Today we dive deep into character, characters that let us walk in the shoes of someone else. But how can we create characters that feel genuine while also functioning to move the story? Glynn Washington, Joe Richman, Ira Glass, Jay Allison and more are here to help us figure out how to make characters that connect with an audience.
Listen to the show:
If you’re looking for a written version of this episode, you can find our transcript here.
Links to stories we talked about
(More than) 20 Questions for Characters worksheet
This week’s challenge:
Your mission this week is to create a profile of one or more primary characters in your story.
I need you to make some hard choices, and write up just a couple of sentences about the character, detailing only whatever backstory is absolutely necessary to make your story work, and NO MORE.
If you’re doing non-fiction, write about your character as if he or she were fictional. Make up the things about your character that you hope to find in real life, that would make your story awesome. But then, please, be prepared to chuck all this and be surprised by reality when you actually sit down with him.
Below I’ve posted a handout that I use in my classes called “(More than) 20 Questions for Characters,” that comes from that very same chapter in Drawing Words & Writing Pictures, my textbook, as the original Trish illustrations that sparked the whole saga. In fact, it’s part 2 of the same activity as the spark cards I used to create Trish in the first place.
It’s a kind of worksheet, to help you think through some of the things you might need to know about a character, and to run the character through her paces a bit, with questions designed to evoke stories. Treat it as a starting point, answering whatever questions are useful, adding some new ones that I hadn’t thought of.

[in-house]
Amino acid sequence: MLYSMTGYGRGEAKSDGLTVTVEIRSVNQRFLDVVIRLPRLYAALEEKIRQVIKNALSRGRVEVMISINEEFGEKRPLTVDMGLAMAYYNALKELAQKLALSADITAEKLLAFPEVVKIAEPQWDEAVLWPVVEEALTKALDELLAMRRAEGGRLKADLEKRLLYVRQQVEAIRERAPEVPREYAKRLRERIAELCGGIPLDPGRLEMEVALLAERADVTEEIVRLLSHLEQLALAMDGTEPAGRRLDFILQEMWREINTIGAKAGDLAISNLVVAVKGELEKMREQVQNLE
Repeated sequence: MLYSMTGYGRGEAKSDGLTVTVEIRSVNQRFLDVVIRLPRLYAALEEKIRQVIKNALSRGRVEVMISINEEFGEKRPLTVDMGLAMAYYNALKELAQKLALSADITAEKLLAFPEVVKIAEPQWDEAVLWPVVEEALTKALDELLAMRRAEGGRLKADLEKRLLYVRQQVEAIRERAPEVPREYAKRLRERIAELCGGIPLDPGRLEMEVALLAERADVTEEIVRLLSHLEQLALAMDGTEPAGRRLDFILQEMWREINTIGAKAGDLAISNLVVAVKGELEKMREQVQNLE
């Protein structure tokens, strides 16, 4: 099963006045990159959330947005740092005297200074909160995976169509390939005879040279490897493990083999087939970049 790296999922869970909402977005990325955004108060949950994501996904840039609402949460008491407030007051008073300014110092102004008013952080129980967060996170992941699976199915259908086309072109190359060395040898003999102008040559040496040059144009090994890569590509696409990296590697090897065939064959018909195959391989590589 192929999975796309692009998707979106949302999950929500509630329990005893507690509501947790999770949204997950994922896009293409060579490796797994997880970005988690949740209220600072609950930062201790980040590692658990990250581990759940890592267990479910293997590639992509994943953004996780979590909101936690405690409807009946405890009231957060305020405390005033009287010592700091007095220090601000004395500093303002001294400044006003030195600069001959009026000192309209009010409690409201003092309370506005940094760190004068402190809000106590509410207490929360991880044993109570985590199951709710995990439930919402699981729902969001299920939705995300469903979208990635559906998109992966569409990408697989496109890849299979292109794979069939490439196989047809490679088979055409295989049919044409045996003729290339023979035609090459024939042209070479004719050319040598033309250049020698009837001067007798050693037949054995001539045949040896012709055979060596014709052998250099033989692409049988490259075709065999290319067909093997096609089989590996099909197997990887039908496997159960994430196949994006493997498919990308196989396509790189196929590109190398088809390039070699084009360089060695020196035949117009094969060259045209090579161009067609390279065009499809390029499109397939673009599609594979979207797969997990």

But this work, and this worksheet, is just for you: I don’t want to see the full run-down. Just the few details from the backstory needed to make the story work.
Next time on Out on the Wire
In our next episode, we’re talking structure. How can you construct a story that propels the characters forward? With a new interview from Jonathan Mitchell of the great radio drama podcast, The Truth.
In our third workshop episode we critique a few of the character profiles posted in the Out on the Wire Working group. This week: stories about Lithium mixers, a future detective noir, a sci-fi allegory about identity, and the true story of a transgender woman’s journey at an Orthodox Jewish university.
Here are the character profiles we talked about on today’s show:
Focus Sentence: Sidney Koizumi, a private detective working in a dystopian Los Angeles a hundred or so years in the future, accepts a commission from a domestic servant who is looking for a troubled young girl she raised for many years. Sid accepts this job because times are hard and she needs the money, and also because she identifies with the missing girl and the mental and social problems she is going through, but as she searches for and then finds this girl and the truth behind her, Sid finds the two of them embroiled in an assassination plot, a political battle between the licit and illicit powers in the city, and the individual struggle to find and create your own personal niche in a turbulent and violent world.
Profile: Sidney (Sid) Koizumi is a 32 year old half-Asian half-Hispanic private investigator, living and working in the run-down outskirts of Cal City (which is, itself, an amalgamated mega-city encompassing most of central and southern California). She is average in height and heavier in weight, taking after her father’s solid physique, and has short black hair that is more often than not pulled back into a lazy ponytail for simplicity.